"Well, you could have told me the dog was on the roof. Then when I called from Rome you could have said the dog fell off the roof. When I called from Paris, you could have said, 'Honey, the dog's at the vet, and he's not doing well at all.' Then when I called from London on my way home, you could have told me the dog didn't make it."
"OK, I'm sorry! I know I don't know how to word things! You know how I am! Sorry!"
The woman's flight was boarding, and she had to get hold of herself and try to end the conversation on a positive note.
"Uh - she's on the roof!"
Wednesday, December 07, 2005
BUT - I put way too much rice in. And I let it simmer too long. When I went to check it, I found that the rice had taken up all of the available liquid. It looked kind of off-putting, too. I had half a bottle of V-8 in the frig and I dumped that in and stirred it around. It didn't help much. I put it in the frig and picked up some bread on the way home from work today in case R looked at my creation and balked. I figured he could at least have a sandwich.
But actually, he didn't. He put some of that strange-looking glop in a bowl and added water, and cooked it in the microwave and stirred it all around, and then he ate it and pronounced it good. And in one of those funny Gift of the Magi moments, it turned out that while I was stopping on the way home to get bread for his hypothetical sandwich, he was stopping on the way home to pick up cornbread muffins to go with my soup. And R doesn't typically like cornbread.
I remember once when R and I were newly wed, I let the rice boil dry and when I served it, it was crunchy. I told R he didn't have to eat it, but he told me it was fine (crunch, crunch). I think his mama must have trained him well.
Tuesday, December 06, 2005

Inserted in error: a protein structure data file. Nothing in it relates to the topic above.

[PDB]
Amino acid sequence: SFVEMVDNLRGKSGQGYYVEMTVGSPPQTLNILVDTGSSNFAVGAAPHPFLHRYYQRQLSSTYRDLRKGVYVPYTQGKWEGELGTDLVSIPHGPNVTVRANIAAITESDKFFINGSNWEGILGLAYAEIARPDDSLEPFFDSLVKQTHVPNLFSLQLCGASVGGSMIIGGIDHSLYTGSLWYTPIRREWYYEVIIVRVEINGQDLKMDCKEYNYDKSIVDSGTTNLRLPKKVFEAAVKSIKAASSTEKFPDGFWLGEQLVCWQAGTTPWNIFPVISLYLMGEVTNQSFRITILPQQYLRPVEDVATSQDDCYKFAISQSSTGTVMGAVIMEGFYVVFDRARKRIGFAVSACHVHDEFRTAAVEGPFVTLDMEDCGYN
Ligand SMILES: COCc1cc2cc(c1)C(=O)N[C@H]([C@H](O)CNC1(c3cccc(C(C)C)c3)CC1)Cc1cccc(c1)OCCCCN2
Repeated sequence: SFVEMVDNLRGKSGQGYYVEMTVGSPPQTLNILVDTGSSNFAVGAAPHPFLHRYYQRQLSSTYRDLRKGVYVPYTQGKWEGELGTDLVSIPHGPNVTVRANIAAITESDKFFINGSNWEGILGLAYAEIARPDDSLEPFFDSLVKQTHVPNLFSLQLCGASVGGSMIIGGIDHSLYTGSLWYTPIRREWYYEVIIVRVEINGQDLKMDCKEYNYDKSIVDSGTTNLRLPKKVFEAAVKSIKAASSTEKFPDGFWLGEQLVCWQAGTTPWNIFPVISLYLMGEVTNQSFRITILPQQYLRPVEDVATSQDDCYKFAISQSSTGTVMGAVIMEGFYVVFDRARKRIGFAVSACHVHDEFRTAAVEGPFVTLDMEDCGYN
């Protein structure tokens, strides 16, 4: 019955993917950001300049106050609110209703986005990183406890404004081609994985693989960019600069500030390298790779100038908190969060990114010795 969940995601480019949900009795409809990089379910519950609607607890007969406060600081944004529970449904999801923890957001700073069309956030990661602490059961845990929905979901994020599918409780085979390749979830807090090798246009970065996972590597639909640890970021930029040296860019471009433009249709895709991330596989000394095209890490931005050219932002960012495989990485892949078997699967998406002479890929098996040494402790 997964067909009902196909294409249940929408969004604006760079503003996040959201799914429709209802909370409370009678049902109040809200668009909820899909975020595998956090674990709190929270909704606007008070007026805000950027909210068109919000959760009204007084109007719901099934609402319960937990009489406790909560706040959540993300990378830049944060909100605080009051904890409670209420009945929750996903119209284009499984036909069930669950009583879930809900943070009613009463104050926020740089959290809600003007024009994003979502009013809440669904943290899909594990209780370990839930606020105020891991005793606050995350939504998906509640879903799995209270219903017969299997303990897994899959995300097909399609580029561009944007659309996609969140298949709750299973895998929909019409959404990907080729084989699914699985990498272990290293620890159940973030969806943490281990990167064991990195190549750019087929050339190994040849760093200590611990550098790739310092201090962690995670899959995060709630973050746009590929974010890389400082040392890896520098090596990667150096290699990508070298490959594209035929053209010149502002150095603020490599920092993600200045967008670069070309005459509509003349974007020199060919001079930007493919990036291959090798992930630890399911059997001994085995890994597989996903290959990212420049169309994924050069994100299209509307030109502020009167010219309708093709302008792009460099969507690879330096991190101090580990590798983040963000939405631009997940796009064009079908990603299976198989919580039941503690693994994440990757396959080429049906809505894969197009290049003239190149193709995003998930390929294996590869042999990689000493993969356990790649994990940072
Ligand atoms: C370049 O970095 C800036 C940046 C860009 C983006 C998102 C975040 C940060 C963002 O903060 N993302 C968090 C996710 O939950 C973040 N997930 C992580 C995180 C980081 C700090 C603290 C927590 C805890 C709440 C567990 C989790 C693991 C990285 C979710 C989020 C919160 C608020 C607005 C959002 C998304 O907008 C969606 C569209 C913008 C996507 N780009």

William F. Buckley, in Happy Days Were Here Again, had this to say about John Lennon's "Imagine":
Imagine there's no countries
It isn't hard to do
Nothing to kill or die for
And no religion too
Imagine all the people
Living life in peace.
"Well, we certainly want to imagine a world in which everyone lives in peace, but you see, that is only possible in a world in which people are willing to die for causes. There'd have been peace for heaven knows (assuming heaven exists) how long in the South, except that men were willing to die to free the slaves, and Hitler would have died maybe about the time that John Lennon did, at Berchtesgarden, at age ninety-one, happy in a Jewless Europe."
So is peace really the most important thing? THE most important thing? Patrick Henry famously said, "Is life so dear, or peace so sweet, as to be purchased at the price of chains and slavery? ... Give me liberty, or give me death." (Ironically, he was himself a slave owner, and he felt funny about that, but not funny enough to do anything about it.)
Suppose your neighbor was beating his toddler in his front yard - would you walk over and make him stop, or would you go in your house and shut your door, and tell youself, "After all, the important thing is for me to live in peace with my neighbor."
In a marriage, sooner or later one has to decide how much of his or her partner's bad temper, etc., to put up with silently to stay peaceful, and at what point he must speak up and risk conflict in order to adjust the relationship. This also happens between sibs, and between parents and their adult offspring. It's usually considered a sign of mental ill-health to put up with too much abuse in order to "keep peace".
So what is peace, really? And how important is it? What should we be willing to give up for it? What should we not be willing to give up for it?